ers will rise just as the pool from which new teachers can be
drawn will be shrinking.
in the long run, the most important factor affecting educa-
tion is the changing profile of students. By the year 2000, one
in every three American students will be minority; by 2020,

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·.
today's minorities will become the majority of students in
the United States. Of those under iS, the proportion of
minorities is already nearing 40 percent, almost three times
what it was just after World War IT. Already, the ten largest
school districts in the United States are 70 percent Black
and Hispanic. Because of high birth rates and regular im-
migration, the Hispanic population in the United States is
growing at five times the national average. For as far ahead
as we can reliably project, the percentage of minority chilL-
dren in America will continue to grow.
In addition, according to Census Bureau estimates, 60 per-
cent of children born in the ~ 980's will, before reaching the
age of ~ 8, live in a home with only one parent. More than
one child in four comes from a family that lives in poverty;
nearly one in five comes from a home in which English is
not spoken; and one in three comes home to an empty house,
with no adult to greet the child and encourage attention to
homework. The children of today's high school dropouts are
the high school students of the first decade of the twenty-first
century.
The work force, too, is changing character. Whereas for-
merly 90 percent of the work force was White, between now
and the beginning of the twenty-first century one in three
new workers will be minority. Because of the general aging
of the population as the postwar baby boom reaches retire-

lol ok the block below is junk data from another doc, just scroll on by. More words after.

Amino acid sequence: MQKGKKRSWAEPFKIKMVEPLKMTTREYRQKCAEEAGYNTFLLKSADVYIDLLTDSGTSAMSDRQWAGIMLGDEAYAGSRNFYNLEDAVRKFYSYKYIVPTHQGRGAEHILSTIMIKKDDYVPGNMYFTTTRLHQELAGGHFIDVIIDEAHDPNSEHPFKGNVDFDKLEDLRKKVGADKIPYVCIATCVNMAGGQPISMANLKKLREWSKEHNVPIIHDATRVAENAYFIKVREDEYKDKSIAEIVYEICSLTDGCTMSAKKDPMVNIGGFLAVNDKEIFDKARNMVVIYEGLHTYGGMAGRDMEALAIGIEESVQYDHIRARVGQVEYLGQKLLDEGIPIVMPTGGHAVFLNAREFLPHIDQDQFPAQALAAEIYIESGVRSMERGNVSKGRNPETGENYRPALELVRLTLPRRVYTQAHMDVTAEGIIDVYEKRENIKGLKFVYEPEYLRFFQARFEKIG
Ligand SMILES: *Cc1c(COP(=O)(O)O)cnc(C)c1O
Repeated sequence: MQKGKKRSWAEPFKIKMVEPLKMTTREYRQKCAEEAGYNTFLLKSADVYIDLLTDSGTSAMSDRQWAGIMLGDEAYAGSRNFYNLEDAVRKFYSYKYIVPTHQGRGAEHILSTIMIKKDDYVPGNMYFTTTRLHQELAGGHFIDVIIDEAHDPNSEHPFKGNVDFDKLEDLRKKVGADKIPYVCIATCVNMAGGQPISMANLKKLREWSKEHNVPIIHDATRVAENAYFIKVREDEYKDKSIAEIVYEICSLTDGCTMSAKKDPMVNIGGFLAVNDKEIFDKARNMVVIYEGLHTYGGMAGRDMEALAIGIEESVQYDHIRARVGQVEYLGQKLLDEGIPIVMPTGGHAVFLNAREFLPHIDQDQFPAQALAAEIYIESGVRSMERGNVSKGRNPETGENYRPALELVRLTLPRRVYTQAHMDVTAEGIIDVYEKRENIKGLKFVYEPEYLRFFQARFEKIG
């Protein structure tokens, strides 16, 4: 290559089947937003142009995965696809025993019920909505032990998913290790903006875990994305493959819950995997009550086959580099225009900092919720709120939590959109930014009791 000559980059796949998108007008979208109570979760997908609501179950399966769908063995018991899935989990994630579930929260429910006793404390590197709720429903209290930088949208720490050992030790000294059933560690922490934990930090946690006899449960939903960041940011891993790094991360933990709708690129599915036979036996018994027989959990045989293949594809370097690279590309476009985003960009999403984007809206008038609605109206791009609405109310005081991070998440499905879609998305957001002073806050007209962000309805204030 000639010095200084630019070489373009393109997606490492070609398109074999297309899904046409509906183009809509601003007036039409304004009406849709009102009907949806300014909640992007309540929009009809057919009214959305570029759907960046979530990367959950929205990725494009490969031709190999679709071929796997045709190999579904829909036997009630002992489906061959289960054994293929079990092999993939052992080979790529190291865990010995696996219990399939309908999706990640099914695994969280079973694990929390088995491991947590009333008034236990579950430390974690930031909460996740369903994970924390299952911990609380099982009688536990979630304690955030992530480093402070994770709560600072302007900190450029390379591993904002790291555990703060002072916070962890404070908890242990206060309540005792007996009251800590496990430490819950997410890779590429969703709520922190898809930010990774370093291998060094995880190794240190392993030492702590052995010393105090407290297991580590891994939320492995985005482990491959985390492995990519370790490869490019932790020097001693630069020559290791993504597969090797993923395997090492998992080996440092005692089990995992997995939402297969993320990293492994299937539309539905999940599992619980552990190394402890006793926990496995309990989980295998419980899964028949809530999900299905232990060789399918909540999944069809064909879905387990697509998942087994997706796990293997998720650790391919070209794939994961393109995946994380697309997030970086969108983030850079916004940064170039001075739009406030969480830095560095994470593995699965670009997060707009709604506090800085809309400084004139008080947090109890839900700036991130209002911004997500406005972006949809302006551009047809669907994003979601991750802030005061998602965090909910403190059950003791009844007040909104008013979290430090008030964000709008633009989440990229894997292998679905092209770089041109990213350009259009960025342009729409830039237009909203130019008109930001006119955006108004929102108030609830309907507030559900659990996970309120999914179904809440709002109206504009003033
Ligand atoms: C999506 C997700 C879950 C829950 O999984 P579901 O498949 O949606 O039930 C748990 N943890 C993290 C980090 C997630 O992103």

ment age, the United States will soon reach an all-time low
in the number of workers per retiree; instead of ~ 5 workers
supporting every retiree, as there were in 1950, there will be
only three.
Currently, ~ percent of the labor force consists of scientists
or engineers; the overwhelming majority are White males.
But by the end of the century, only ~5 percent of net new
entrants to the labor force will be White males. Changing de-
mographics have raised the stakes for all Americans. Never
before have we been forced to provide true equality in op-
portunity to learn. The challenge we face today is to achieve
what we believe.
tin vesting in intellectual capital
"Every clay in America,
40 teenage girls give
birth to their third
child. "
Harold L. Hodigkinson
19

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Human Resources
Stand and Deliver
~ ~.?~ 11~ ~--1111~_ -
A:_-1
ail - e 1
Jaime Escalante, a teacher at
Garfield High School in Los An-
geles, shows what students can
do when properly motivated. "I
believe potential is everywhere."
During the last ten years, hun-
dreds of Escalante's students have
passed the Advanced Placement
calculus examination.
Voice of Experience
"Black engineering students were
invited to join the Black Hon-
ors Calculus Society, where they
were challenged with difficult
problems. Where before they
worked individually-not always
successfully- now they meet and
tackle much harder problems,
working in teams of two or three."
-Uri Treisman
20
Minorities
Non-Asian minorities (Blacks, Hispanics, and Native
Americans) are significantly underrepresented in all scien-
tific, engineering, and professional fields. The extent of un-
derrepresentation is in direct proportion to the amount of
mathematics employed in the field. For lack of proper foun-
dation in mathematics, Blacks, Hispanics, and Native Amer-
icans are shut out of many scientific and business careers.
Despite the growing size of the Black and Hispanic pop-
ulations, comparatively few individuals in these communi-
ties take degrees in fields that require advanced mathemat-
ics. Of Americans who receive bachelor's, master's, and doc-
toral degrees in the physical sciences (including mathemat-
~cs, physics, and engineering), 95 percent are Whites and
Asians. During the last fifteen years, the total annual num-
ber of American Blacks and Hispanics receiving a doctoral
degree in the mathematical sciences has averaged less than
ten.
Although demographic factors influence all aspects of edu-
cation, they affect mathematics education in especially trou-
blesome ways. Among the many subjects taught in school,
mathematics is probably the most universal, depending least